The 73-member state Constitutional Commission, tasked to offer the “best version” of the country’s main legal code, will reveal the working version of the draft this week, which will be followed by discussions until the final document is voted on in Parliament.
Constitutional Commission ends work this week
By Gvantsa Gabekhadze
Wednesday, April 12
As the lawmakers state, the draft amendments say that the Parliament building will remain in west Georgia, in Kutaisi, and will not be moved back to Tbilisi, as was speculated or promised by various members of the ruling team earlier.
The Commission also decided that the President will be elected by an election collegium through secret voting for a five-year term.
The collegium will be composed of 300 members, including MPs and members of the representative bodies of the Autonomous Republics of Adjara and Abkhazia.
The Constitution will also define the notion of marriage as a "union of a man and a woman in order to create a family, which is based on equality of rights and the free will of spouses".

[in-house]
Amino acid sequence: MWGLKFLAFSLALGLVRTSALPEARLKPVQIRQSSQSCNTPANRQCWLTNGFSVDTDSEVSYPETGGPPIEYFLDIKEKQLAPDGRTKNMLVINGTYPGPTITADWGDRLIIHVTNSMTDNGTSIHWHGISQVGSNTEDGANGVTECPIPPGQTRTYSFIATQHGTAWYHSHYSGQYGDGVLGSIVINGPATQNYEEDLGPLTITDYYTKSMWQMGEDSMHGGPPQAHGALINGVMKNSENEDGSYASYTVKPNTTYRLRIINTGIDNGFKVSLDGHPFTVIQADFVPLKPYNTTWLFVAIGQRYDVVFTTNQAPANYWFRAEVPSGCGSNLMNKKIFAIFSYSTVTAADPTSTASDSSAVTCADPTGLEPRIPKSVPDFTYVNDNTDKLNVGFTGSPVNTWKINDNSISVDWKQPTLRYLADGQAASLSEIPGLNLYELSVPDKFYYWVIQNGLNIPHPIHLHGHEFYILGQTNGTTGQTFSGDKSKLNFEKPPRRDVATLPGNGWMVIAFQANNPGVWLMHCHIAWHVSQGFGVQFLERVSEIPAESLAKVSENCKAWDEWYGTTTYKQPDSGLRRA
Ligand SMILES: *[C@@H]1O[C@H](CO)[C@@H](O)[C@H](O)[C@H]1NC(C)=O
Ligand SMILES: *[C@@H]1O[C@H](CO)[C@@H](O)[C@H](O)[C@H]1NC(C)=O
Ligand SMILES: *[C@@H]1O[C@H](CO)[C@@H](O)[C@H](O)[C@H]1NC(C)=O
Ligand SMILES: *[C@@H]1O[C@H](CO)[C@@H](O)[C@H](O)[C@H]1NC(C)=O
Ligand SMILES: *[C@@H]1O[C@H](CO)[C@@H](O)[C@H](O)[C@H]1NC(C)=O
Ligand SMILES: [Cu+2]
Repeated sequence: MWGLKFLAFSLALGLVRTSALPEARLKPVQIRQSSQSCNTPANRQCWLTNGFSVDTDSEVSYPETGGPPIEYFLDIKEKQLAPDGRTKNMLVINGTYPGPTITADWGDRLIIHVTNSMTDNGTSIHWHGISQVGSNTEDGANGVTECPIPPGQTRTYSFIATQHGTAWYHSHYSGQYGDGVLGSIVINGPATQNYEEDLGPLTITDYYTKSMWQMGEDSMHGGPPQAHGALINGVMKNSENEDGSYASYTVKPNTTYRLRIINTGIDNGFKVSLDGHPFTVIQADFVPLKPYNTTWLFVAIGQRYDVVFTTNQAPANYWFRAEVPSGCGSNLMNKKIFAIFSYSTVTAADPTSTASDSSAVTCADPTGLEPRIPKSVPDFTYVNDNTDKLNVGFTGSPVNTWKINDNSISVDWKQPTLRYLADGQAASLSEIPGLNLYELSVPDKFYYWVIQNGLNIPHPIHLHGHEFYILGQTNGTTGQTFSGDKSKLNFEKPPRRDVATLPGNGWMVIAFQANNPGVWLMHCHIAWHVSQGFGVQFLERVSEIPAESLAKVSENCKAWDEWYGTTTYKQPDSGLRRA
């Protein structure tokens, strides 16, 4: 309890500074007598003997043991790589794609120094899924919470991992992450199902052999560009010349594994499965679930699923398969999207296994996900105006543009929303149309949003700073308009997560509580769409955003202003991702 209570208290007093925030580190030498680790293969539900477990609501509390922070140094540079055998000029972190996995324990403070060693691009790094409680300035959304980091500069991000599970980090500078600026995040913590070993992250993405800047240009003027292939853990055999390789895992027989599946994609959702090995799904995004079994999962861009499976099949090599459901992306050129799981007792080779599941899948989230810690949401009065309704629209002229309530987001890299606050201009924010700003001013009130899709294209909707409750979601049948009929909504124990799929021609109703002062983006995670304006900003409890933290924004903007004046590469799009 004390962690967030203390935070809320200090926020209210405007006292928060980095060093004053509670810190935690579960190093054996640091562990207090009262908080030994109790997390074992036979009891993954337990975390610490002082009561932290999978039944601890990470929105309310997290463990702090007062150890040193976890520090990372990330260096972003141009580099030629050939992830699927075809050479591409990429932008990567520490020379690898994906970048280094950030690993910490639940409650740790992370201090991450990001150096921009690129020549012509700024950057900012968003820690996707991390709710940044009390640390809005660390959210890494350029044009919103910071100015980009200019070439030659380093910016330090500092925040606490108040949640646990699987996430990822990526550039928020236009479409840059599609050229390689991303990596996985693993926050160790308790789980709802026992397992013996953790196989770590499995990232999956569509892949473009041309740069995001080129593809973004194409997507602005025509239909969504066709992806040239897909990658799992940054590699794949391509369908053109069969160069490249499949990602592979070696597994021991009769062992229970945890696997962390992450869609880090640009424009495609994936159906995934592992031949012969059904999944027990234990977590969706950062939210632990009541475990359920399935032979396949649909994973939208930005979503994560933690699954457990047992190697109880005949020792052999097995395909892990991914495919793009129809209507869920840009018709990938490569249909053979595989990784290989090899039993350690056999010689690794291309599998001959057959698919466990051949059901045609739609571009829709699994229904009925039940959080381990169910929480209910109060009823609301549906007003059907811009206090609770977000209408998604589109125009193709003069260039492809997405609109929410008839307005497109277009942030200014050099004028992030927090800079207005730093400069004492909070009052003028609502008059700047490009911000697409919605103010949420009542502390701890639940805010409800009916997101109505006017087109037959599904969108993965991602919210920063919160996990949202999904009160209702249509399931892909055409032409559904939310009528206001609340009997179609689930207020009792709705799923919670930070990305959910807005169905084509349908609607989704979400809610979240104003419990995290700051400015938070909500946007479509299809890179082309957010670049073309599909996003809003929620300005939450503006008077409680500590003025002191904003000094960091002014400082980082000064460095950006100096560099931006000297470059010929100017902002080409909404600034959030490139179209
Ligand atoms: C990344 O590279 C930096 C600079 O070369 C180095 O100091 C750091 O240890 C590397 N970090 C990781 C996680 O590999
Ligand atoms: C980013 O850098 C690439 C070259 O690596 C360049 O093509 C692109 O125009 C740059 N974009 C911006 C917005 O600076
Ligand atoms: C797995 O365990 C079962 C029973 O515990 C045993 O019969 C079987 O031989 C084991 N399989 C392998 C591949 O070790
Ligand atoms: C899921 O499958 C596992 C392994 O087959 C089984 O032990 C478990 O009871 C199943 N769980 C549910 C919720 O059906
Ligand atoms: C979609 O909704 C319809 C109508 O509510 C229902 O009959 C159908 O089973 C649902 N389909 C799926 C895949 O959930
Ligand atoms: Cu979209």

The 33-page document will be presented at the end of the week and a discussion process will take place afterwards.
The United National Movement opposition party is already critical of the draft.
Party member Roman Gotsiridze has also called the amendments as “returning Georgia to its Soviet, socialist past.”
NGOs have expressed their own criticism over the definition of marriage in the Constitution, and proposed that other types of civil unity should also be recognized as a family in the law.
However, the majority members said the offer was less likely to be taken into account.
Approving the draft amendments requires at least 113 votes in the 150-member legislative body.
The ruling Georgian Dream party has 116 members in Parliament.
The Constitutional Commission was initiated by the current ruling Georgian Dream party for the second time [firstly in 2013] in order to amend the Constitutional changes adopted under the previous United National Movement government in 2010.
The Commission was composed of members from the parliamentary majority, minority, experts, the civil sector and people from constitutional institutions.
People from the president’s administration were also invited to participate in the Commission’s actions, but they boycotted the process.